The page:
Like other opioids, hydromorphone may be compounded in a variety of different forms, including intravenous injections and rectal suppositories.
In the same way, those abusing hydromorphone to get high may modify hydromorphone medications, taking them through alternate routes in order to increase the drug’s euphoric effects.
Plugging Dilaudid by taking the medication through rectal administration is one such strategy.
Plugging Dilaudid & Opioid Abuse
Taking drugs, including opiates and prescription opioids like hydromorphone, through different routes of administration greatly changes the speed of the effect, the intensity of the effect, bioavailability, and length of effect.
Plugging, also known as boofing or booty bumping, offers less intensity of effect than injection or snorting. Nevertheless, it bypasses the digestive system to provide a faster, more intense, and shorter-lived effect than normal oral use of Dilaudid, with a range of potential side effects.
It’s important to also note that while plugging may not be harmless, it is sometimes recommended as a harm-reduction strategy to reduce the risk of infection and other adverse effects associated with drug injection or snorting.
Effects Of Plugging Dilaudid
When plugged, Dilaudids effects can include:
- a short-lived euphoric high
- increased bioavailability, meaning that more of the drug will be absorbed into the body compared with the same dose taken orally
- impaired thinking and coordination
- mood swings as the drug’s effects increase and decrease
- nausea and vomiting
- sedation, including slowed breathing and heart rate
- changes in blood pressure
Dangers Of Plugging Dilaudid
Even though plugging is sometimes used as a form of harm reduction, it remains a risky and potentially harmful avenue for drug abuse.
Potential short-term and long-term risks of rectal hydromorphone abuse include:
- rectal irritation and infections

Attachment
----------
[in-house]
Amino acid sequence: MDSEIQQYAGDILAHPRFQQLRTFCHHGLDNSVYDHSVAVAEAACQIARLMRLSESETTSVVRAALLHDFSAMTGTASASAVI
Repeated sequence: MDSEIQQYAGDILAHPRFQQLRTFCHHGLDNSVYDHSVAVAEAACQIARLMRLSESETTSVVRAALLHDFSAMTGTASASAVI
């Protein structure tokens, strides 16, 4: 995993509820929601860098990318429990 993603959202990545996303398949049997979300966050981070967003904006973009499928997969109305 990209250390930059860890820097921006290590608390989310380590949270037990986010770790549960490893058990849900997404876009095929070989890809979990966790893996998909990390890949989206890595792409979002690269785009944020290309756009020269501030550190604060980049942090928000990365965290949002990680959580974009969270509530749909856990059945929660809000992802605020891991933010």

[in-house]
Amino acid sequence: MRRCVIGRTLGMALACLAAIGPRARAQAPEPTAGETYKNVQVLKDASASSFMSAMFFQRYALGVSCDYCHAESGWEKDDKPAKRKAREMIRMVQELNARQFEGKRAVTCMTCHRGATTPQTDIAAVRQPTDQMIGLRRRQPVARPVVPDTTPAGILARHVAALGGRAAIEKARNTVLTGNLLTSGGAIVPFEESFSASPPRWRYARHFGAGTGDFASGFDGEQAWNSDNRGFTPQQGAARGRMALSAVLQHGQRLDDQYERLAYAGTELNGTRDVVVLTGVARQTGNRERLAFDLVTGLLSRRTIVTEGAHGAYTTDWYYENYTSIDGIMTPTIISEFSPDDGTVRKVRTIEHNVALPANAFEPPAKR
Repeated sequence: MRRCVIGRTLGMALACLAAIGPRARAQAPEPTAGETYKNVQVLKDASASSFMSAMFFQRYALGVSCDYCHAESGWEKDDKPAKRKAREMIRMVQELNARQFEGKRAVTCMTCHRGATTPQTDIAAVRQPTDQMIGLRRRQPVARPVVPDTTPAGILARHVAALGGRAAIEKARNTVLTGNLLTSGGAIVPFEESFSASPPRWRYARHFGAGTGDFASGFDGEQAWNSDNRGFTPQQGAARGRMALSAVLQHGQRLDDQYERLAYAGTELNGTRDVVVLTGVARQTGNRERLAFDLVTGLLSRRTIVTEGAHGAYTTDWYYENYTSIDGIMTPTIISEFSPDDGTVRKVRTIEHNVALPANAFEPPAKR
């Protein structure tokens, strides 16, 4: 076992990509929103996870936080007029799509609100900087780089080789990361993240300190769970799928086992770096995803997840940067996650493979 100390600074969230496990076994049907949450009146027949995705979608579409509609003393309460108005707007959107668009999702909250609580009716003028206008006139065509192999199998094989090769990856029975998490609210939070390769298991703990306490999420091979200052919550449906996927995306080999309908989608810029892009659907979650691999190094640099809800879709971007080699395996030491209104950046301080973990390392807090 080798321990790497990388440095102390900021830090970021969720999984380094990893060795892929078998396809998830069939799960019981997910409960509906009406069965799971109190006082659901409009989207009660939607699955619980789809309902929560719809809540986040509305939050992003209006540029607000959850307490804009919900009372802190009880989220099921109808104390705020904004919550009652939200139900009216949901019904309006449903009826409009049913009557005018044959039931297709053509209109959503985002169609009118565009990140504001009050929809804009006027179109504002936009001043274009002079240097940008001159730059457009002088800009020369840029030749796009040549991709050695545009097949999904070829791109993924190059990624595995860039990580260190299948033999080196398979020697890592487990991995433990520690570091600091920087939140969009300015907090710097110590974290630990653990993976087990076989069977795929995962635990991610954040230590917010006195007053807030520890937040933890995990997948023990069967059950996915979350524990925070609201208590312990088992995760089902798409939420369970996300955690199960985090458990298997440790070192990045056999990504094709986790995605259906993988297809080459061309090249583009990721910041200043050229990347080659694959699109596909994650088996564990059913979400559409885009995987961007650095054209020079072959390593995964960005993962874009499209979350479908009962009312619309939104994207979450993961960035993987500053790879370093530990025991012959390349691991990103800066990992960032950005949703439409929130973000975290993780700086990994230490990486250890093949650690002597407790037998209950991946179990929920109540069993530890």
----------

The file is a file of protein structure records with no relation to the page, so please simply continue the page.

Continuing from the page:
- rectal tissue damage
- severe constipation
- persistent diarrhea
- circulation problems
- brain and memory dysfunction
- increased risk of physical dependence and/or addiction
- increased risk of overdose
Plugging increases both the dose a person receives and the rate at which it is absorbed into the body through the blood vessels of the rectum.
These paired effects greatly increase a person’s risk of harmful or even life-threatening overdose.
This risk increases further if multiple doses are taken in sequence, or if Dilaudid is taken with other substances of abuse, including alcohol and benzodiazepines, that result in harmful drug interactions.
Opioid overdose symptoms are generally similar no matter what opioid painkiller is taken, whether illicit opioids like fentanyl or heroin, or more common prescription drugs including oxycodone or hydromorphone.
Signs and symptoms of opioid overdose can include:
- blue-tinted fingernails and lips
- breathing problems
- clammy skin
- pinpoint pupils
- severe drowsiness
- loss of consciousness
- muscle twitching
- nausea and vomiting
- slow heart rate
- weak pulse
If the drug’s effects on a person’s breathing become too severe, respiratory depression, brain and organ damage, or death may result as the body is deprived of oxygen.
If you suspect an overdose has occurred, immediately administer the opioid antidote naloxone (Narcan) and call your local emergency medical services.
Dilaudid Addiction Treatment Options
The longer substance abuse continues, the greater the risk of severe physiological dependence and addiction.
However, specialists and healthcare providers have developed a wide range of treatment options to support and care for those who struggle with compulsive drug use, including:
- medical detox and tapering programs to help individuals work through withdrawal symptoms
- inpatient and outpatient treatment programs
- medication-assisted treatment (MAT) programs using methadone, buprenorphine, or naltrexone
- cognitive-behavioral therapy (CBT)
- motivational enhancement therapy (MET)
- individual and group counseling
- peer support groups
- aftercare support and case management
For information on our outpatient substance use treatment programs, please contact us today.
- Food and Drug Administration (FDA) — Dilaudid® Highlights of Prescribing Information
- National Library of Medicine: MedlinePlus — Hydromorphone
- National Library of Medicine: MedlinePlus — Opioid Overdose
- Pharmaceutical Research — Pharmacokinetics and bioavailability of hydromorphone: effect of various routes of administration
Northeast Addition Editorial Team
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This page does not provide medical advice.